I know someone who has this burning goal to have perfect teeth in old age. It’s a bit unique. She is the only person I have ever met who brushes with a long-term view.
For most of us though, as soon as we could hold a toothbrush, we were taught how to use it and it became the thing to do. We all just get on with it automatically.
Now you wouldn’t typically think of brushing teeth and stashing money as having much to do with each other, but stay with me – they are both (with the exception of my friend, apparently) based on habit.
Just as no one would try to teach a four year old to brush their teeth by explaining to them how grateful they’ll be when they’re 50 or 80, it’s hard to learn to save by thinking about some future far away. Saving just needs to become a habit.
Many of us, thanks to KiwiSaver and other workplace schemes, already have the practice of paying ourselves first. Automatic payments tend to be out of sight, out of mind – we don’t miss the money because we don’t see it. And we can get excellent results this way.
There’s a great overseas example of how, with each pay rise employees received, their savings rates were automatically lifted as well. Before their budgets could expand to the new level of income – what’s known as “lifestyle inflation” – the extra money they were receiving was given a long-term job to do. And it worked like a charm.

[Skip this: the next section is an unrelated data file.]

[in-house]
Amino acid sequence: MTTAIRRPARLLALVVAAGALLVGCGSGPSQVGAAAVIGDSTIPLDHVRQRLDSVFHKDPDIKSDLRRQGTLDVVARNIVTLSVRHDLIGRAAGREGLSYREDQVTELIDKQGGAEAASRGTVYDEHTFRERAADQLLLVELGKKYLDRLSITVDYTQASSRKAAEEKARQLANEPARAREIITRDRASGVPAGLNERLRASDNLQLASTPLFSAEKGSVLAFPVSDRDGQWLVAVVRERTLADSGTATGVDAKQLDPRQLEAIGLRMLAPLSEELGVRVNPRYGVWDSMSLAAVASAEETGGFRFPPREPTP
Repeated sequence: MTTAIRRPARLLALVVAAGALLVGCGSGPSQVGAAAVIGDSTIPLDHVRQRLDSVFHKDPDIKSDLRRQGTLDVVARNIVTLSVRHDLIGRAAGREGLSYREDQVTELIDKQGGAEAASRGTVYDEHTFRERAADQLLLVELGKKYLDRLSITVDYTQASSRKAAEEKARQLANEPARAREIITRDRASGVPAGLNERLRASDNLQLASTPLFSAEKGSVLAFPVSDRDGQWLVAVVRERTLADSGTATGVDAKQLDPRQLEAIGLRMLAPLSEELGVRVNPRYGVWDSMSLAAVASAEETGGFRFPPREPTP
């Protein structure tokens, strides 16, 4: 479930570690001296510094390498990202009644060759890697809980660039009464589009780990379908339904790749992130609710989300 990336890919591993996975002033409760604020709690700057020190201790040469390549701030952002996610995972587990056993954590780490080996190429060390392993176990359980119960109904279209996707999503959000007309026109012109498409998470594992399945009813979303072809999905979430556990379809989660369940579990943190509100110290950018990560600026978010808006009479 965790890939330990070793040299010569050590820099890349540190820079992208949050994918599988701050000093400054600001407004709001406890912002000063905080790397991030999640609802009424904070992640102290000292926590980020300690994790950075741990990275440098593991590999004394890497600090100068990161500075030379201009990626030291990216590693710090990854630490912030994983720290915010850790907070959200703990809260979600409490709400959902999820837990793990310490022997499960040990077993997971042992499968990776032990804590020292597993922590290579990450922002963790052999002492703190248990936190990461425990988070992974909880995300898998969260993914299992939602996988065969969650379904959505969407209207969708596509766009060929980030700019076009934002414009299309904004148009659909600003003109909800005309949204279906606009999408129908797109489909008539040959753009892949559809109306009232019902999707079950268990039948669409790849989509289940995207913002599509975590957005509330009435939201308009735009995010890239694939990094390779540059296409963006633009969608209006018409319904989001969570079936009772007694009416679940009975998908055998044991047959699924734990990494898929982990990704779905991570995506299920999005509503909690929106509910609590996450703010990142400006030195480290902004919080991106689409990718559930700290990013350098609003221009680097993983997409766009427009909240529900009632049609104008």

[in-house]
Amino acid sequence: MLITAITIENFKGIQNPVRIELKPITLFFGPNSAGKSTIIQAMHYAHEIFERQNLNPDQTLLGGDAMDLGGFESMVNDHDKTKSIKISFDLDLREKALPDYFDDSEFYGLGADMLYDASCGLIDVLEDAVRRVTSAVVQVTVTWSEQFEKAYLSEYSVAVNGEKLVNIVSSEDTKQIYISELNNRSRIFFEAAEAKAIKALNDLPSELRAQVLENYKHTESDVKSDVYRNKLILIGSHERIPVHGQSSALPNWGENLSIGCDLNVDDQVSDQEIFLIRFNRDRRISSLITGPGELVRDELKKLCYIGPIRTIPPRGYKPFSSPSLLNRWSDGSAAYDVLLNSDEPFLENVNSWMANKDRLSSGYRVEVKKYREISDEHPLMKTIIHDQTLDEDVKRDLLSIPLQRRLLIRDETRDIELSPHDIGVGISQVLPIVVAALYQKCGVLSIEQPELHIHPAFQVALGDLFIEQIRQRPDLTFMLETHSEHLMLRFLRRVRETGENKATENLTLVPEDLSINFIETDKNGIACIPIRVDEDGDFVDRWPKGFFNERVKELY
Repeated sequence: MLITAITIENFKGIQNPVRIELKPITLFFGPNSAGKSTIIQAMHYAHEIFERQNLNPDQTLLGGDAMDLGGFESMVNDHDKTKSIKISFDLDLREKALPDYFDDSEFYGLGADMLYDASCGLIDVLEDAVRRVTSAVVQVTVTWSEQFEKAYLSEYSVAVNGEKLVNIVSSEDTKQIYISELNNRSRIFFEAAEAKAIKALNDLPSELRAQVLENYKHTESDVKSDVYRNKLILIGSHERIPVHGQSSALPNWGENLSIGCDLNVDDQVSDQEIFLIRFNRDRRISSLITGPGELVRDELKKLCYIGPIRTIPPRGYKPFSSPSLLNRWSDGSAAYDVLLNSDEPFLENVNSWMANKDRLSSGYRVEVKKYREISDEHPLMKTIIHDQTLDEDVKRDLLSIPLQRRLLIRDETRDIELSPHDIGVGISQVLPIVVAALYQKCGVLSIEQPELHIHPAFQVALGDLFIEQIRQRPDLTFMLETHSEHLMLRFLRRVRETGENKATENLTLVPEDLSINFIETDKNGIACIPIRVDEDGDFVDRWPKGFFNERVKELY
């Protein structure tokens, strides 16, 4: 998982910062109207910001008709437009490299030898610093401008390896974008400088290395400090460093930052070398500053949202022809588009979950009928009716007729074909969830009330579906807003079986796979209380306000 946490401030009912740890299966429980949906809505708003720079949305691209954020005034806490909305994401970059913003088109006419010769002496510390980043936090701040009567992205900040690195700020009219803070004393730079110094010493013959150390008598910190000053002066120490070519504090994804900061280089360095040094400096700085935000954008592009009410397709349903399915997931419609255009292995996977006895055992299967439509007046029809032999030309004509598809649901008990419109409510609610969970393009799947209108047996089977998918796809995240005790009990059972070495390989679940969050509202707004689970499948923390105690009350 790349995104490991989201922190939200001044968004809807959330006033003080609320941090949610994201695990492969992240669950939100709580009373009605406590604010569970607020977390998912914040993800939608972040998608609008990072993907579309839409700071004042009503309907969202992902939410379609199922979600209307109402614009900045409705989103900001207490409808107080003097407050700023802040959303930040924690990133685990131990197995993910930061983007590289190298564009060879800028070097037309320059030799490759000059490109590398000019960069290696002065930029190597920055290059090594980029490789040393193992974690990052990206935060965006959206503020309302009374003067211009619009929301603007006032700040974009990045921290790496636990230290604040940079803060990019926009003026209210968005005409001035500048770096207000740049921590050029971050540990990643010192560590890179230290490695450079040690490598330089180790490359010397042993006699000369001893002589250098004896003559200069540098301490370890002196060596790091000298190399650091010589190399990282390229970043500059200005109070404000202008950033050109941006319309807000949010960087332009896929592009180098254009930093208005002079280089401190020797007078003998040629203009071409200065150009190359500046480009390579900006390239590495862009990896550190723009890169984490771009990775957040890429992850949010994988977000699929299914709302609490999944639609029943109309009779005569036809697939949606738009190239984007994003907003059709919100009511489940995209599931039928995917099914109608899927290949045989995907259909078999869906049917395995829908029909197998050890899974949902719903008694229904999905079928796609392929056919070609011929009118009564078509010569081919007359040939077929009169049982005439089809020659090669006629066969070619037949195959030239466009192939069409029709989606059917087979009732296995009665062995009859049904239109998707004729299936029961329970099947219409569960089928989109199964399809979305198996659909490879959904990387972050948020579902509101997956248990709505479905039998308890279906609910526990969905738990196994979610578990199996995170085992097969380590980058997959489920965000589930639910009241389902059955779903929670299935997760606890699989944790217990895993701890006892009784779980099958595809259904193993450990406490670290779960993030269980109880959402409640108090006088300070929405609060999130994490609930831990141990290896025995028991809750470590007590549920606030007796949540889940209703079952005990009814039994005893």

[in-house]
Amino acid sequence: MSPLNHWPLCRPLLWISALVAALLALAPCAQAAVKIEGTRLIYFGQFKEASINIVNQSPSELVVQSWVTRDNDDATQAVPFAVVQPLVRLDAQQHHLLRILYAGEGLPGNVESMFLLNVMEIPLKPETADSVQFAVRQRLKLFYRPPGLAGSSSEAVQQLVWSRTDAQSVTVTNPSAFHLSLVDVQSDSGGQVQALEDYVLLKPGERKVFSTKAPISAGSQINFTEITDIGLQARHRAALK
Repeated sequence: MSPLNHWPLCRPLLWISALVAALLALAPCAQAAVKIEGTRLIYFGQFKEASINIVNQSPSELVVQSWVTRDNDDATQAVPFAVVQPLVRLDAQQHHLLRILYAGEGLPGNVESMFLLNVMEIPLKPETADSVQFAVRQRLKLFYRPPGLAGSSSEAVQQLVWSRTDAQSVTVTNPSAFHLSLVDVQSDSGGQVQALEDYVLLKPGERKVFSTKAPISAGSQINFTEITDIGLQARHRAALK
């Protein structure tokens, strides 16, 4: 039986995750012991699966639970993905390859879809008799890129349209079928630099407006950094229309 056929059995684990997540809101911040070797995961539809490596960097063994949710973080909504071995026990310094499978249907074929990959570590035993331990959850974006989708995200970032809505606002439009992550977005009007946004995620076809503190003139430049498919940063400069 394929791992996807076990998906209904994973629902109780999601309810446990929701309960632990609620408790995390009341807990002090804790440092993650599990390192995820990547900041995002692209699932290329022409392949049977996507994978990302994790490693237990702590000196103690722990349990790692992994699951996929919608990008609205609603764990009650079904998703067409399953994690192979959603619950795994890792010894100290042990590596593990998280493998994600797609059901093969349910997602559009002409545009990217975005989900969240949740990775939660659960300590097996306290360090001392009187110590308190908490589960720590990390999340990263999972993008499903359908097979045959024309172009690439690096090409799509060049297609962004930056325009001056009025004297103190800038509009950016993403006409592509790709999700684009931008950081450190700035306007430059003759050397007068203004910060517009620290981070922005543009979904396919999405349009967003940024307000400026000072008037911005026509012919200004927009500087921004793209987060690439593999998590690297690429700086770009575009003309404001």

So “setting and forgetting” has its upside – it’s great to keep things humming in the background.
But here’s the thing: every once in a while we need to check in and make sure that we’re doing enough. Because much of our lives can be like a submarine on autopilot, at times it’s worth putting up the periscope to see what’s ahead. There’s no point charting a course for somewhere you don’t want to be!
Note the massive difference you can achieve, for instance, by raising your KiwiSaver contributions from 3% to 4%, and especially up to 8%. On a $50,000 per annum salary over 30 years, we’re talking about close to $133,000 more for you!
I promise you: this is not as painful as a trip to the dentist.
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